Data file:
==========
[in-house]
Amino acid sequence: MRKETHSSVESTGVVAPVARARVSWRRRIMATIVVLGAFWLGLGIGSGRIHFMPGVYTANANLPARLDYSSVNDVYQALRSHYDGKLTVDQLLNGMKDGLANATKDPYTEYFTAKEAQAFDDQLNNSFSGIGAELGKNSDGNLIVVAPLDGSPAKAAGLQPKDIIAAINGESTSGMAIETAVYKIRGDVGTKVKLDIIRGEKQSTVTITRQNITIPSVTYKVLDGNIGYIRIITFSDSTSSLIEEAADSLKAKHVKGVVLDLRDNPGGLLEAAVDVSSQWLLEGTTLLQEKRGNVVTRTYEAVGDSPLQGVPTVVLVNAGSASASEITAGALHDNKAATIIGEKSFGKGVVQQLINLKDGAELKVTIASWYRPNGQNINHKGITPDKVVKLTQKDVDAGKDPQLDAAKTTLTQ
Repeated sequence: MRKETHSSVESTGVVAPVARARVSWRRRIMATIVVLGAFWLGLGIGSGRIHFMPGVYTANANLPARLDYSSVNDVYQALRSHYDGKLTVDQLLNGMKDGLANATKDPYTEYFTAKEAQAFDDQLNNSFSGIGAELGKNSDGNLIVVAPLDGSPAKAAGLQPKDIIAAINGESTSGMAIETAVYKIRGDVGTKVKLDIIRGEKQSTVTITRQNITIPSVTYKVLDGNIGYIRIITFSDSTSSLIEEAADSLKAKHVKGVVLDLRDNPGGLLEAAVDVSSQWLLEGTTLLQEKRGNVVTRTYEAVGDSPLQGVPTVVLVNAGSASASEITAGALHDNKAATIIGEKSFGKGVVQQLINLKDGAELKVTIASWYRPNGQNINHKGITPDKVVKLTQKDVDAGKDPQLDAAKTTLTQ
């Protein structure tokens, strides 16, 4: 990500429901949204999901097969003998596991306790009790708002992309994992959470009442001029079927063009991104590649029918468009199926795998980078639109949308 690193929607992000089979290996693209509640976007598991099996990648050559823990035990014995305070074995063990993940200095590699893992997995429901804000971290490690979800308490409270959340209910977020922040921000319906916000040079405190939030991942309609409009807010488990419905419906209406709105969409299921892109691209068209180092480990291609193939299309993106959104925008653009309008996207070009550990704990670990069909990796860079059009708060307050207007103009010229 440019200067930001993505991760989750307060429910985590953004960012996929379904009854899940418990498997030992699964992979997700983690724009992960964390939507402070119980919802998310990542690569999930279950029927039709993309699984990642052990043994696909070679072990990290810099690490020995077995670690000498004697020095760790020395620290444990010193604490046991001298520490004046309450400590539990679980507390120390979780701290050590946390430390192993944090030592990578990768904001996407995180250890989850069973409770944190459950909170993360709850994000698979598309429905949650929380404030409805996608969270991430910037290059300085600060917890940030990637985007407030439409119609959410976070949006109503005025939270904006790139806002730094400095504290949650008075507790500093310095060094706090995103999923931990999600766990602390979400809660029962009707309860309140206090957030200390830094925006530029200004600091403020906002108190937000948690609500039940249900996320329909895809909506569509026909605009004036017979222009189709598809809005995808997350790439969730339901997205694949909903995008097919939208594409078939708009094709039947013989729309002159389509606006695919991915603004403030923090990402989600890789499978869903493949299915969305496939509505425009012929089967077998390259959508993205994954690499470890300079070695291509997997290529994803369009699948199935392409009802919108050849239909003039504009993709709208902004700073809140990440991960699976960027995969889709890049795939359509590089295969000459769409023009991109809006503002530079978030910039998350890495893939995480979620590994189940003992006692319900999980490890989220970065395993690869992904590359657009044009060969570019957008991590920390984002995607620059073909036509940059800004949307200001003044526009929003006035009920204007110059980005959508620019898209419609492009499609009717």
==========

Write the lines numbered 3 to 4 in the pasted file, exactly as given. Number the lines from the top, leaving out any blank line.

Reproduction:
Repeated sequence: MRKETHSSVESTGVVAPVARARVSWRRRIMATIVVLGAFWLGLGIGSGRIHFMPGVYTANANLPARLDYSSVNDVYQALRSHYDGKLTVDQLLNGMKDGLANATKDPYTEYFTAKEAQAFDDQLNNSFSGIGAELGKNSDGNLIVVAPLDGSPAKAAGLQPKDIIAAINGESTSGMAIETAVYKIRGDVGTKVKLDIIRGEKQSTVTITRQNITIPSVTYKVLDGNIGYIRIITFSDSTSSLIEEAADSLKAKHVKGVVLDLRDNPGGLLEAAVDVSSQWLLEGTTLLQEKRGNVVTRTYEAVGDSPLQGVPTVVLVNAGSASASEITAGALHDNKAATIIGEKSFGKGVVQQLINLKDGAELKVTIASWYRPNGQNINHKGITPDKVVKLTQKDVDAGKDPQLDAAKTTLTQ
């Protein structure tokens, strides 16, 4: 990500429901949204999901097969003998596991306790009790708002992309994992959470009442001029079927063009991104590649029918468009199926795998980078639109949308 690193929607992000089979290996693209509640976007598991099996990648050559823990035990014995305070074995063990993940200095590699893992997995429901804000971290490690979800308490409270959340209910977020922040921000319906916000040079405190939030991942309609409009807010488990419905419906209406709105969409299921892109691209068209180092480990291609193939299309993106959104925008653009309008996207070009550990704990670990069909990796860079059009708060307050207007103009010229 440019200067930001993505991760989750307060429910985590953004960012996929379904009854899940418990498997030992699964992979997700983690724009992960964390939507402070119980919802998310990542690569999930279950029927039709993309699984990642052990043994696909070679072990990290810099690490020995077995670690000498004697020095760790020395620290444990010193604490046991001298520490004046309450400590539990679980507390120390979780701290050590946390430390192993944090030592990578990768904001996407995180250890989850069973409770944190459950909170993360709850994000698979598309429905949650929380404030409805996608969270991430910037290059300085600060917890940030990637985007407030439409119609959410976070949006109503005025939270904006790139806002730094400095504290949650008075507790500093310095060094706090995103999923931990999600766990602390979400809660029962009707309860309140206090957030200390830094925006530029200004600091403020906002108190937000948690609500039940249900996320329909895809909506569509026909605009004036017979222009189709598809809005995808997350790439969730339901997205694949909903995008097919939208594409078939708009094709039947013989729309002159389509606006695919991915603004403030923090990402989600890789499978869903493949299915969305496939509505425009012929089967077998390259959508993205994954690499470890300079070695291509997997290529994803369009699948199935392409009802919108050849239909003039504009993709709208902004700073809140990440991960699976960027995969889709890049795939359509590089295969000459769409023009991109809006503002530079978030910039998350890495893939995480979620590994189940003992006692319900999980490890989220970065395993690869992904590359657009044009060969570019957008991590920390984002995607620059073909036509940059800004949307200001003044526009929003006035009920204007110059980005959508620019898209419609492009499609009717």